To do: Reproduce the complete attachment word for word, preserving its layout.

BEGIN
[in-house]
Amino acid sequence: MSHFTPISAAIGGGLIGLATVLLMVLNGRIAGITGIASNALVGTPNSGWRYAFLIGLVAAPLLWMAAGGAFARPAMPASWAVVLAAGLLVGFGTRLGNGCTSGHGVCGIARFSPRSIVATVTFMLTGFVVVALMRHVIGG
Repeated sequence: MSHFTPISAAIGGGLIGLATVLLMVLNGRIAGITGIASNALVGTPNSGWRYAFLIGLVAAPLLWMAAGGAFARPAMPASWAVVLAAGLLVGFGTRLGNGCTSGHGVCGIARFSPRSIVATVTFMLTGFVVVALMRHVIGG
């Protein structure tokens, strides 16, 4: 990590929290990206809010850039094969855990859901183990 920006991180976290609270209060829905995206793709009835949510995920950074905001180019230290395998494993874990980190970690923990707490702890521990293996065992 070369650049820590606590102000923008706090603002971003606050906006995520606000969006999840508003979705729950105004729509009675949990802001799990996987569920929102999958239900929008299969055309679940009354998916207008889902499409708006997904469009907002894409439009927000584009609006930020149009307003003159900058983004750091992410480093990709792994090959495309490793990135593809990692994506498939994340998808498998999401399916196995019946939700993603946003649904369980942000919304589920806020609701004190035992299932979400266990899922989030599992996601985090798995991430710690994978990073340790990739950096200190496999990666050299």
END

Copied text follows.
[in-house]
Amino acid sequence: MSHFTPISAAIGGGLIGLATVLLMVLNGRIAGITGIASNALVGTPNSGWRYAFLIGLVAAPLLWMAAGGAFARPAMPASWAVVLAAGLLVGFGTRLGNGCTSGHGVCGIARFSPRSIVATVTFMLTGFVVVALMRHVIGG
Repeated sequence: MSHFTPISAAIGGGLIGLATVLLMVLNGRIAGITGIASNALVGTPNSGWRYAFLIGLVAAPLLWMAAGGAFARPAMPASWAVVLAAGLLVGFGTRLGNGCTSGHGVCGIARFSPRSIVATVTFMLTGFVVVALMRHVIGG
């Protein structure tokens, strides 16, 4: 990590929290990206809010850039094969855990859901183990 920006991180976290609270209060829905995206793709009835949510995920950074905001180019230290395998494993874990980190970690923990707490702890521990293996065992 070369650049820590606590102000923008706090603002971003606050906006995520606000969006999840508003979705729950105004729509009675949990802001799990996987569920929102999958239900929008299969055309679940009354998916207008889902499409708006997904469009907002894409439009927000584009609006930020149009307003003159900058983004750091992410480093990709792994090959495309490793990135593809990692994506498939994340998808498998999401399916196995019946939700993603946003649904369980942000919304589920806020609701004190035992299932979400266990899922989030599992996601985090798995991430710690994978990073340790990739950096200190496999990666050299």